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Sunday, March 21, 2004

The Quest for Completeness

Much has been said and written about the quest for completeness in human beings and thus the attraction towards the opposite. What we term as attraction is actually "completeness being sought." This completeness can't be attained by merging the opposites but by merging things that complement each other.

Take example of two opposite poles of a magnet. What the north pole possesses isn't available to the south pole and what the north pole lacks can only be fulfilled by the south pole. Thus, they get attracted and combine to manifest unity.

Look into another example of two oppositely charged particles. Both positive and negative particles actually seek "completeness" which makes them come close to each other and thus unite. Positive and negative charged particles are not opposites [They don't cancel each other. "Light" and "dark" are real opposites.] Charged particles complement each other to form unity. Everything in this universe is in search for its missing parts.

What makes Na (sodium) react with Cl (chlorine)? If you remember lessons from your high school chemistry, sodium has 1 electron in its outermost shell while chlorine has 7. Sodium can "complete" its outermost shell by losing one electron (where completeness is defined as having the last shell 2 or 8 electrons) and chlorine can "complete" its outermost shell by gaining an electron. Thus, its the universal quest for completeness that makes them have an attraction towards each other and hence combine to form sodium cholride (table salt).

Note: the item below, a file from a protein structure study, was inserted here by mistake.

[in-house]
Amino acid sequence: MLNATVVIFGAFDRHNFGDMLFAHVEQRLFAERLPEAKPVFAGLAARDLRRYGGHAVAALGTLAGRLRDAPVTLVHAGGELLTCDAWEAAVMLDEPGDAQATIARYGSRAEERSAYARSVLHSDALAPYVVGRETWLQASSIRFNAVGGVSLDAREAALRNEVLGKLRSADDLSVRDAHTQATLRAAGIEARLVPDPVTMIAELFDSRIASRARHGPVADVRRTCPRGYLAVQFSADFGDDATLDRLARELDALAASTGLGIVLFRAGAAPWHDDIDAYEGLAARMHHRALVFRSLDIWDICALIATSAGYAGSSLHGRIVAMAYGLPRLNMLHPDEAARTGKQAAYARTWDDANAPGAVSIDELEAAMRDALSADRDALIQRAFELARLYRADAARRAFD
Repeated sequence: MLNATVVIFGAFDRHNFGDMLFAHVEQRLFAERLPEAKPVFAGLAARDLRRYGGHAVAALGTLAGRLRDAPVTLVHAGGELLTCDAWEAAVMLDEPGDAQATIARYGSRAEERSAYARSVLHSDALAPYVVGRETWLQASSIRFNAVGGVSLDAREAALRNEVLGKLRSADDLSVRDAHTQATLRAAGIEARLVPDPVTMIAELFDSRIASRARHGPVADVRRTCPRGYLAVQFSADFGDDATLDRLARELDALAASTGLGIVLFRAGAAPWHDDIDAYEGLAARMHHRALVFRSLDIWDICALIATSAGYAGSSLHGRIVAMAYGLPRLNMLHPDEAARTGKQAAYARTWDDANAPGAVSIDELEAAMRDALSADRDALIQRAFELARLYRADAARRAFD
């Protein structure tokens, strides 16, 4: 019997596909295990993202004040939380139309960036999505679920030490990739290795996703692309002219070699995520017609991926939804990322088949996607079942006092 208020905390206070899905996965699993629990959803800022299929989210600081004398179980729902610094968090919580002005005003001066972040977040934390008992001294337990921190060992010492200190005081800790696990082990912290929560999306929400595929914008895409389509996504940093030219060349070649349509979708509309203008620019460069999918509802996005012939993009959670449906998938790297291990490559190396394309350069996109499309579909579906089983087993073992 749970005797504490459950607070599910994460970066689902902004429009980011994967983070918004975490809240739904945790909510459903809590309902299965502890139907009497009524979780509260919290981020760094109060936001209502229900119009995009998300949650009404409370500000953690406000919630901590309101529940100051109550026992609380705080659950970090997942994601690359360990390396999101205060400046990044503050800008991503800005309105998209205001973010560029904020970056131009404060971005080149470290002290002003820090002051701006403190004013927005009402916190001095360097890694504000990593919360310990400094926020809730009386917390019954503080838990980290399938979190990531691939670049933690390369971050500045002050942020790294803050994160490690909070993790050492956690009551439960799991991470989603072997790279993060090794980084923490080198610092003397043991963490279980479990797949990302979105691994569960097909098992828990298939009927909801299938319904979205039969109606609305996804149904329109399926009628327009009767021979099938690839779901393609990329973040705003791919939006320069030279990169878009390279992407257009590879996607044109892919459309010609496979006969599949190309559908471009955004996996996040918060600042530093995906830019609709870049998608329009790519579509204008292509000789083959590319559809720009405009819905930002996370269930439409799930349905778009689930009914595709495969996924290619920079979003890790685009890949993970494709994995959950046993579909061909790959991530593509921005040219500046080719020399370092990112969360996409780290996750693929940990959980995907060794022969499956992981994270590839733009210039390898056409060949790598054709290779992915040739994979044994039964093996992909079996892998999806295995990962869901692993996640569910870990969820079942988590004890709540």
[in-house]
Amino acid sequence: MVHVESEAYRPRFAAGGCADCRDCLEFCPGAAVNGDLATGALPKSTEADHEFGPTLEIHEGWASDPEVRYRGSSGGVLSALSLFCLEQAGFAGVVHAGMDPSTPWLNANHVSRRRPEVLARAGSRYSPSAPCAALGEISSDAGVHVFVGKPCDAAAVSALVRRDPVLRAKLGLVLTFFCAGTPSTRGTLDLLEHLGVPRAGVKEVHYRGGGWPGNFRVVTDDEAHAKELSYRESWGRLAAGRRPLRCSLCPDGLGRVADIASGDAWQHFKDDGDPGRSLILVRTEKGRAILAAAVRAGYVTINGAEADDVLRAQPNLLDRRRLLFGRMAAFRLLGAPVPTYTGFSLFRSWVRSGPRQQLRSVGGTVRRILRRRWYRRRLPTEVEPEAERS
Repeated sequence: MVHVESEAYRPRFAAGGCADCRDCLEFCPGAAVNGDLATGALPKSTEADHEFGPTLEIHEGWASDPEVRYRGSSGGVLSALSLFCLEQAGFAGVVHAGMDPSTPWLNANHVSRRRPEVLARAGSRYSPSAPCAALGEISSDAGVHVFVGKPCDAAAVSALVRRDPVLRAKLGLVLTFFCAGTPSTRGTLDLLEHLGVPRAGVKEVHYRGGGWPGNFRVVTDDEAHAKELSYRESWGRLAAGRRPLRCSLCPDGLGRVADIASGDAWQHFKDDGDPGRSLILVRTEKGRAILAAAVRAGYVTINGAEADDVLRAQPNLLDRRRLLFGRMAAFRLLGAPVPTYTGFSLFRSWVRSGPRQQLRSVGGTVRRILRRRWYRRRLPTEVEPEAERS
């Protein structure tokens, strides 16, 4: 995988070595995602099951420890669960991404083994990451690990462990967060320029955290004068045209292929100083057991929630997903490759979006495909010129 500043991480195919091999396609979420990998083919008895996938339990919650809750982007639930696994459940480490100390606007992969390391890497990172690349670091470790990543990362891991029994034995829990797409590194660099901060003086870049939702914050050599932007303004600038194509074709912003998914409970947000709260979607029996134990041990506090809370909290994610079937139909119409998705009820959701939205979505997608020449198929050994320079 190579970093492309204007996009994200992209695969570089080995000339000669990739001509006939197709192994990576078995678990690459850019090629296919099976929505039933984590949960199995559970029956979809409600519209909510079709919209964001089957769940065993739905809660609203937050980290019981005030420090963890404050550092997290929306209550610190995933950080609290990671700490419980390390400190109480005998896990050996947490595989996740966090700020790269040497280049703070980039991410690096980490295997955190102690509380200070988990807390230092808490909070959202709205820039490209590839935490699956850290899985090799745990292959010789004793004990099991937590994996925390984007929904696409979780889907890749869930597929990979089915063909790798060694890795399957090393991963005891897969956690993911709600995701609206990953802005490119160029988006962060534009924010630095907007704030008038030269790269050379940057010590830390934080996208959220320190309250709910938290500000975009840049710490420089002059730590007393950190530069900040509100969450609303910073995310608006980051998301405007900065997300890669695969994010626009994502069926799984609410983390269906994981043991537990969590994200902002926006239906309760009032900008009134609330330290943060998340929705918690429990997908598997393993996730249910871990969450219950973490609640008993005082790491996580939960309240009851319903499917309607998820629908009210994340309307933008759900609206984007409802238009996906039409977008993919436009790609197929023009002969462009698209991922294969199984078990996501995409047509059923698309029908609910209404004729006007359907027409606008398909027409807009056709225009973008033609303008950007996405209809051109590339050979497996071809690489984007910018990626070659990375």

And based on my experience I would say that people who are almost alike in personalities can never constitute a good friendship; there is usually a teacher-student relationship in these cases or worse: there is professional jealousy in these cases. So even our friendship is a manifestation of a lost part of our-self. And this brings me to a very perplexing question: "Where exactly do I end and where exactly do you, my friend, begin?"